In practice, there have been many issues involving notification to persons convicted of a felony of the loss of their right to vote. In the post-election audit report for the 2016 election, the Executive Director of the State Board has said that an in-house investigation informed them that the information provided to felons serving active sentences does not appear to be standard and often times excludes references to the loss of voting rights altogether. Information that is received is oftentimes done through passive means such as informational pamphlets or verbal warnings. This is especially problematic, since as aforementioned, felon voting is a strict liability offense.

Notification of Restoration of Right

The statutes also attempt to ensure that people are informed of the restoration of their right to vote. Under N.C.G.S. §163A-885, the State Board, the Division of Adult Correction and Juvenile Justice of the Department of Public Safety, and the Administrative Office of the Courts are required to jointly develop and implement educational programs and procedures to do both: (1) inform the person that the restoration of their rights means they are no longer disqualified from voting but that that to vote, they must register, and (2) provide the person with an opportunity to register to vote. At the minimum, this means providing a written notice informing the person they may now register to vote, and a voter registration form enclosed with the notice.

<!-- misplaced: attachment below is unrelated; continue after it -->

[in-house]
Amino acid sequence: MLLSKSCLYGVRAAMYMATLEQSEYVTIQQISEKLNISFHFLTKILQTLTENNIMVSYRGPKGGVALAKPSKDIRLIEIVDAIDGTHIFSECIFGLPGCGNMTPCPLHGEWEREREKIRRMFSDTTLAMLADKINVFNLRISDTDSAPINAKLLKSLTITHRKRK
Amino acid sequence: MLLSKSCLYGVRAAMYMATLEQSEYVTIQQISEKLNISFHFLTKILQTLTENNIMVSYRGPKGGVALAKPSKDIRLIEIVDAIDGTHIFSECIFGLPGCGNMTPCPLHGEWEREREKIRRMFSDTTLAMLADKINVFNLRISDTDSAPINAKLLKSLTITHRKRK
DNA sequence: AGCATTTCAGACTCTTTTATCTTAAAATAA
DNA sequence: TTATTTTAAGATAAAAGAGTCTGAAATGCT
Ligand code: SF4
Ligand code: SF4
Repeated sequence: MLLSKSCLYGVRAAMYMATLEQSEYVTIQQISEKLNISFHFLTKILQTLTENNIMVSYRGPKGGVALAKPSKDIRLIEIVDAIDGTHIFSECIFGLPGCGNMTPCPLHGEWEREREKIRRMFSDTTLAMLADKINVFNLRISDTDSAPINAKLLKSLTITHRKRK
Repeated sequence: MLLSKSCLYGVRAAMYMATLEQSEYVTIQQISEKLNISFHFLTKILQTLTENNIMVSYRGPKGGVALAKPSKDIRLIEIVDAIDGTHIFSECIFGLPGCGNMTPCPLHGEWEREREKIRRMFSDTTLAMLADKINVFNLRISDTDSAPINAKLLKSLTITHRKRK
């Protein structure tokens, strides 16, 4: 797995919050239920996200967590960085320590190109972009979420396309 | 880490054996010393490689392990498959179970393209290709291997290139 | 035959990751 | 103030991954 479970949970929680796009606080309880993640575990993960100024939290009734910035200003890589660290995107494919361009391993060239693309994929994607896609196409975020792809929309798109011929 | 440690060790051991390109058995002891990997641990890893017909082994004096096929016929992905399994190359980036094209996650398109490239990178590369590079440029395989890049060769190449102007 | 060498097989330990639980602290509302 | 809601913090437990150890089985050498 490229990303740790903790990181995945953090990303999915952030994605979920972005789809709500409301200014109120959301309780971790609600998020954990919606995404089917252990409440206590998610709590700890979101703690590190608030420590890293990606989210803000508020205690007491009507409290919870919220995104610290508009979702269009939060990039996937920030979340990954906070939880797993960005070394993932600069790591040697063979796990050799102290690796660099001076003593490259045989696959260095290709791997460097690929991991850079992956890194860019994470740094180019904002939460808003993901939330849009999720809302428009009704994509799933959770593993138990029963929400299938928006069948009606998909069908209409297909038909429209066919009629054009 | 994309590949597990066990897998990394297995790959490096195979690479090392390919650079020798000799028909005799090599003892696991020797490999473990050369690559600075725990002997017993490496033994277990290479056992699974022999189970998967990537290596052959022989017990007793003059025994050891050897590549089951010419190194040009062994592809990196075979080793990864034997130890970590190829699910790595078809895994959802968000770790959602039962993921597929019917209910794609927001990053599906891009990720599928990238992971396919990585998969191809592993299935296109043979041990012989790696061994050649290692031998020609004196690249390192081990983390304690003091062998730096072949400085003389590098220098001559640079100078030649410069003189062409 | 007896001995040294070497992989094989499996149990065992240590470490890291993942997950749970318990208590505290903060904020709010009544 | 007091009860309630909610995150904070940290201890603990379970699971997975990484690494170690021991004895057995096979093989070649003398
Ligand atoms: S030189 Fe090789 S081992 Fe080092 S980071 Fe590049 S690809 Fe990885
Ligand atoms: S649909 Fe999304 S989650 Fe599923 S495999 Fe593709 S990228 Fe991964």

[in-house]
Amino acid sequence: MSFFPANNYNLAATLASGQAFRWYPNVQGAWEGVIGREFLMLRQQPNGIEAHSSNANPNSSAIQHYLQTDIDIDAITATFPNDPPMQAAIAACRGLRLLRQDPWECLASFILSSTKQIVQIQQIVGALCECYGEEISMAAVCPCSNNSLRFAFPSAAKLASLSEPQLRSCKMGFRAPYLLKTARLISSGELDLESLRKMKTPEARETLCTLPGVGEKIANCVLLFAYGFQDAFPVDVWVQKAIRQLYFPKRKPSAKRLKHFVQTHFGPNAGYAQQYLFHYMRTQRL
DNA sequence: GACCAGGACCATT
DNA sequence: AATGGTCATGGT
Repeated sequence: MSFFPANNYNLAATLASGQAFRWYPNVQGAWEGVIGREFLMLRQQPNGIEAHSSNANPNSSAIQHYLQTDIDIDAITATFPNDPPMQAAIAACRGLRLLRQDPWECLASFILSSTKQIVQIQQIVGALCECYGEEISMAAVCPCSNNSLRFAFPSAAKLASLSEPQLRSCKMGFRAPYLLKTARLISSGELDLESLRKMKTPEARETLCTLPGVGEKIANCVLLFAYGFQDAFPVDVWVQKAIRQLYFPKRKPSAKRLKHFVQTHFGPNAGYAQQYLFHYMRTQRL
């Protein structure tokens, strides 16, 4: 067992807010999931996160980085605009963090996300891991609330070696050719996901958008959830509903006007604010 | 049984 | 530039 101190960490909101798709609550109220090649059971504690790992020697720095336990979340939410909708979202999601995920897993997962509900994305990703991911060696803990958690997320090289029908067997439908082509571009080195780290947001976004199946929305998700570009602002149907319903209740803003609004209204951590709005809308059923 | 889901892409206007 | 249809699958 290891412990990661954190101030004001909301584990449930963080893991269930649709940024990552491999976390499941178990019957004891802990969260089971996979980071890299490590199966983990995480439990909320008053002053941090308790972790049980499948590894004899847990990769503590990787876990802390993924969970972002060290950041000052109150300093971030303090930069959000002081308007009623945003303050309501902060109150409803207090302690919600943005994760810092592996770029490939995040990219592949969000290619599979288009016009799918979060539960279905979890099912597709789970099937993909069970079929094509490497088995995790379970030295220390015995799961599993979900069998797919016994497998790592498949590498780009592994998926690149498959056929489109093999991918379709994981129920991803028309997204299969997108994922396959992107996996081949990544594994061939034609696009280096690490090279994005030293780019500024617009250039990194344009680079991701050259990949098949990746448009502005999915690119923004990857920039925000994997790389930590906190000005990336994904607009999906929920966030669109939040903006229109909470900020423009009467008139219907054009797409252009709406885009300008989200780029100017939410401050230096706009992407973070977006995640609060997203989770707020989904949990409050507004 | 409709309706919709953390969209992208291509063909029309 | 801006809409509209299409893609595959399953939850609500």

Voting Registration

Once individuals convicted of a felony serve their sentence, they are eligible to vote but they must register like any other citizen—no special paperwork is needed.